Two years ago I had a very painful sprained ankle. My physician gave me Vicodin for the pain. I took a few and then put them in my desk. I then forgot that they were there. Along with the pain medication there were some tranquilizers, mood altering drugs, and some muscle relaxants. I hate throwing anything away so, over the years, I was getting quite a collection of old medications. “You never know when you may need them.” It didn’t seem like such a bad thing keeping old meds around ‘just in case’ until my friend one day told me a very sad story. This is what she described to me…
One beautiful afternoon the phone rang. It was my distraught daughter calling to tell me that my granddaughter Mary was in the hospital, unconscious, due to a drug overdose. How can that be? She is a straight-A student, everybody loves her. She has never been in trouble, she has been accepted to three collages, is very self-assured and has always done well. My mind reeled. It made no sense to me that she would be hospitalized for a drug overdose. How can that be possible?
I raced to the hospital. There she was, my beautiful, sweet Mary, laying there motionless and pale. She had IV’s in both arms and a breathing tube in her mouth. The respirator was making a horrible sound as it ‘breathed’ to keep Rachel alive.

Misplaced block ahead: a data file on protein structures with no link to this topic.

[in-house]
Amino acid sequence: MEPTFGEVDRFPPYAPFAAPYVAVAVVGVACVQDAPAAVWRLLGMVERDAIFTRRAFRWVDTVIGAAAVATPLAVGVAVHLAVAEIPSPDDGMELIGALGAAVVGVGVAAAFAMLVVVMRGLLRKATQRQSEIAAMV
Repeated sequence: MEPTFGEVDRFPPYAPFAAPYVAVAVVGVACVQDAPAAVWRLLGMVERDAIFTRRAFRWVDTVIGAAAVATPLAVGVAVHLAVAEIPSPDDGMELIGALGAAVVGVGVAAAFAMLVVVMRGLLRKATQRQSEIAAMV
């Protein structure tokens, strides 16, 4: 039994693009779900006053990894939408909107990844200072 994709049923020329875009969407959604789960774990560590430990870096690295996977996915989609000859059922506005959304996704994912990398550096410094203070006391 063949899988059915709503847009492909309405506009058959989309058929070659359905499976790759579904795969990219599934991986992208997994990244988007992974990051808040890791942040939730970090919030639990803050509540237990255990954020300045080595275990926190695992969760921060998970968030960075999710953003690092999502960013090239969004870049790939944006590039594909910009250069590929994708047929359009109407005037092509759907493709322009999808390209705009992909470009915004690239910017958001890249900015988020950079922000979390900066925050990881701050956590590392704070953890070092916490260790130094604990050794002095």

I found my daughter sitting in the waiting room. Her eyes were red and she looked as though she had not slept in weeks. “What happened?” I asked. My daughter told me what she had learned from the ambulance driver and one of the people at the party. Apparently Mary had gone to a party and in order to get into the party you had to bring pills. Everyone brought pills and put them in a dish like M&M’s. There was beer and wine and pills. I guess it was a coming-of-age party. The ambulance driver said that when they arrived, they found Mary crumbled in a ball on a bed in one of the bedrooms.
It seems Mary went to the party after just having broken up with her boyfriend. She did not know most of the people. Thankfully, one of the girls at the party found Mary and called 9-1-1.
“But where did she get all those pills”?” I asked my daughter. She looked at me with a mixture of anger and sorrow. “From you” she said quietly. “You saved all those pills over the years in case you might need them, and now Mary is on life-support. Was it worth it, Mom?”
My friend’s tragic experience taught me a valuable lesson. When my prescription medications are no longer needed, I immediately dispose of the left-overs. I no longer save, or hoard or store them.
Let today be the day you throw out any medications that you no longer need. Don’t put a teen or a child at risk of finding and consuming dangerous medications. Every year emergency rooms treat victims of unintentional overdoses. We do not have to be part of the problem. We do not have to save our ‘left-overs.’ The risk is just not worth it.